Princeton Capital Blog

Home Exchange – Inexpensive Vacation or Nightmare?

November 15th, 2012

Home Exchange – Inexpensive Vacation or Nightmare?

Have you wanted to travel for a few weeks but were concerned about the cost of the hotels?  If you could stay in another home, you’d save on your budget by cooking a majority of your meals.  One way is to look into a short term rental.  Another is to find the type of hotel that caters to longer term residents.  But to really save money, you could try a home exchange.  That means that someone will be staying in your home while you’re staying in someone else’s.  You may also be able to do your own laundry, have internet connectivity, and free car parking.

What do I need to do?

There are a number of websites set up to enable people to list their homes as well as list where you want to go. Some are free to list and have a minimum fee after you’ve had a successful exchange.  Others are by subscription.

How to have a successful exchange has a list of tips here.

And Home Exchange University has a list of Resources that are well maintained.

Here’s our suggestions:

  1. Set house rules.  For example, if you want the gates kept closed, or the drapes drawn in the evening, leave a note explaining this.  If you don’t want food taken out of the kitchen and dining room because you just got new carpeting, let them know.
  2. Put away anything precious or breakable that you couldn’t bear to lose.
  3. When you arrive at your destination, put away anything that might be breakable.
  4. If you’re providing baby or child equipment, leave it out in a very obvious place.  The person staying in your home is probably going to be exhausted.
  5. Put together a welcome binder with information on how to run the heater or air conditioning, your favorite grocery stores and restaurants, parks, etc.  Also let them know when the garbage is picked up, or when the gardeners arrive.  Let them know if they may use your phone for local, long distance or international calls.  Plus put in information on how to use your television, remote, and how to access the internet.
  6. Let your neighbors know what’s going on.  See if one of them will be available in case of an emergency.  Make sure that neighbor has a spare key.
  7. If you don’t have a housecleaner, consider getting one while you have guests.  If not, let the person staying in  your home that there aren’t cleaners, and if you have any expectations about them doing cleaning.
  8. Write as detailed a description as possible.  Market your assets but keep it honest.  And always mention pets and if there is an expectation to care for them, or if you have made other arrangements.  Even if your pet is staying with someone else, the dander could really affect someone with allergies.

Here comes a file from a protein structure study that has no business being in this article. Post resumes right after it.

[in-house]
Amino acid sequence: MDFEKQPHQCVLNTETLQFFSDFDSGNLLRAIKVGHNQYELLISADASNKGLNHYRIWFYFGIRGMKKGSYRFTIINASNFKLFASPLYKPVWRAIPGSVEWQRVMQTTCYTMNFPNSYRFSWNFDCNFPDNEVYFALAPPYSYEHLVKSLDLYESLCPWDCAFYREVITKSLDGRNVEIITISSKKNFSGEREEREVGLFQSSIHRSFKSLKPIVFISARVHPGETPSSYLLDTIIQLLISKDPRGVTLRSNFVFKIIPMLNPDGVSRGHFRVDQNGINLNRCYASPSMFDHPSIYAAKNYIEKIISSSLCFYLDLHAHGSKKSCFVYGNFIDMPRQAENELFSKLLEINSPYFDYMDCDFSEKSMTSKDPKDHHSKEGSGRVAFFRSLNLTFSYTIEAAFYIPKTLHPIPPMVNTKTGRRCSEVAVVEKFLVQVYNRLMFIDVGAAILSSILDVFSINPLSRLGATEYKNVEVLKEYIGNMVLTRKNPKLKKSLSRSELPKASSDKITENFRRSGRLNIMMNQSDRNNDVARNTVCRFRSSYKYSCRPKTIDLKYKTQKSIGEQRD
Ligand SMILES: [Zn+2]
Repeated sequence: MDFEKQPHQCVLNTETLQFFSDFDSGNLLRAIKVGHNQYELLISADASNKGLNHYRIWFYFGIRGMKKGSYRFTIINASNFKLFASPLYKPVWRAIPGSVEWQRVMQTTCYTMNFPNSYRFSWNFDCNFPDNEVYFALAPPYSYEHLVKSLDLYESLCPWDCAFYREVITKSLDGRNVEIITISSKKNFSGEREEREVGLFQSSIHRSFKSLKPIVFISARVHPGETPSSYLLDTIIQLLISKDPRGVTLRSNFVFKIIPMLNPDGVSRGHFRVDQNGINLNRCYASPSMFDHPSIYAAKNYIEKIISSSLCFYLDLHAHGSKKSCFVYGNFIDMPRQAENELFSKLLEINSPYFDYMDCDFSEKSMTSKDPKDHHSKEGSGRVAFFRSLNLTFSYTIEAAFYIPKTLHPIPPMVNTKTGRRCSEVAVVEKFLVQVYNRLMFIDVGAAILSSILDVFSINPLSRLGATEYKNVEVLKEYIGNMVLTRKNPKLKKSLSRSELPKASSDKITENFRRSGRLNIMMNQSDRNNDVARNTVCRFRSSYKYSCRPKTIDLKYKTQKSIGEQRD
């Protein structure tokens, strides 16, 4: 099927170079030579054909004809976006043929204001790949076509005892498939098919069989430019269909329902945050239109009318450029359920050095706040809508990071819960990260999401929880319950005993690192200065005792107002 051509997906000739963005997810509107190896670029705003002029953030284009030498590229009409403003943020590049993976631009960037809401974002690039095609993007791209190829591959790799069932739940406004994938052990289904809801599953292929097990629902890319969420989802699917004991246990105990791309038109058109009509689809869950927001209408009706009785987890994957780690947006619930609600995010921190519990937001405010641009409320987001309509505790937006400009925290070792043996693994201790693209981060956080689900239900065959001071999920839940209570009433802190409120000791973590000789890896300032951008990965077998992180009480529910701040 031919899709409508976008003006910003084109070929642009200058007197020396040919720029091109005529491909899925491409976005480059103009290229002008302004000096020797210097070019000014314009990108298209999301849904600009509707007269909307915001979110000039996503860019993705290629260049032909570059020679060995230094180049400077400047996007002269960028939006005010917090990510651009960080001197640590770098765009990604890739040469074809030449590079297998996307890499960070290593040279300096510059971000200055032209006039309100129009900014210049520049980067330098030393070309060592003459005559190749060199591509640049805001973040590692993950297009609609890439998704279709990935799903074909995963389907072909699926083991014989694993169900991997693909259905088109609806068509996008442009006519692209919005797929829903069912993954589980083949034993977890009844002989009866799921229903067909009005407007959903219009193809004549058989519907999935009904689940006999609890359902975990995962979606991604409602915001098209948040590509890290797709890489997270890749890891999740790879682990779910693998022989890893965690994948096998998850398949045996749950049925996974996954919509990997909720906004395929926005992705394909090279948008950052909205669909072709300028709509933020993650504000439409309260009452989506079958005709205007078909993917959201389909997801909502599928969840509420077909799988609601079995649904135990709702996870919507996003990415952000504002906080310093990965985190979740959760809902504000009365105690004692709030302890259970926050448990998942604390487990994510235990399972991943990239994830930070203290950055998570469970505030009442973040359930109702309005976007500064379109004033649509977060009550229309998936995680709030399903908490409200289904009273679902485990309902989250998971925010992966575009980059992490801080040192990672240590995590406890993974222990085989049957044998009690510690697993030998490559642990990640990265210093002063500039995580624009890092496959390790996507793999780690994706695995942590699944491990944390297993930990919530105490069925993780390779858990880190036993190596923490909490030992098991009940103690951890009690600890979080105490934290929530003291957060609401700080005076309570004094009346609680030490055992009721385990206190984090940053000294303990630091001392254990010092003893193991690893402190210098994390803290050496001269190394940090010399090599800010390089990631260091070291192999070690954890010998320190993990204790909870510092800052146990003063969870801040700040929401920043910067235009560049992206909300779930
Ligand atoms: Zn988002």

Your homeowners insurance may cover the visitors as guests, but you should still call to make certain.  If you’re a renter, you need to talk to your landlord first to make sure they are ok with someone else staying in their property.

What about my car?

That’s a personal choice.  You may want to make your car available.  If you do, work with your insurance company if you need an additional rider.

If you feel comfortable with the idea, have a good heart to heart about who will be allowed to drive your car, and verify that they have a valid driver’s license for the US.  Agree who will pay the insurance deductible in case of an accident, and set some restrictions.  For example, if you live in Carmel, and they are thinking of driving down to Disneyland for the day (don’t laugh.  it’s happened.), or spend the morning in Yosemite before having dinner in San Francisco (again, it happened), let them know that you would prefer the car to remain within a certain distance.

Also consider making available boats, RVs, motorcycles, and ATVs.  If you’re in snow country, you may also want to make snowmobiles and sporting equipment available.

So what have we learned?

So, to have a successful home exchange, you need to be flexible, and ask yourself if you’re going to be ok with someone staying in your home while you’re staying in someone else’s.  If you’re not sure, try a short home swap such as a long weekend.

Talk with other people who have participated in home exchanges.  Some people love going on lots of vacations and provide guest books that get full of fun comments.

Always be polite and respond to everyone who contacts you.  You never know when it might be the perfect exchange and you don’t want to burn bridges.

Respect your obligation and don’t cancel out if you get cold feet or if you get what appears to be a better offer.

The bottom line is if you want to go for a long weekend or a month, you could save money and have a more relaxing experience if you exchange your home.  Would you ever try this?  Or if you have, how did ti work out?

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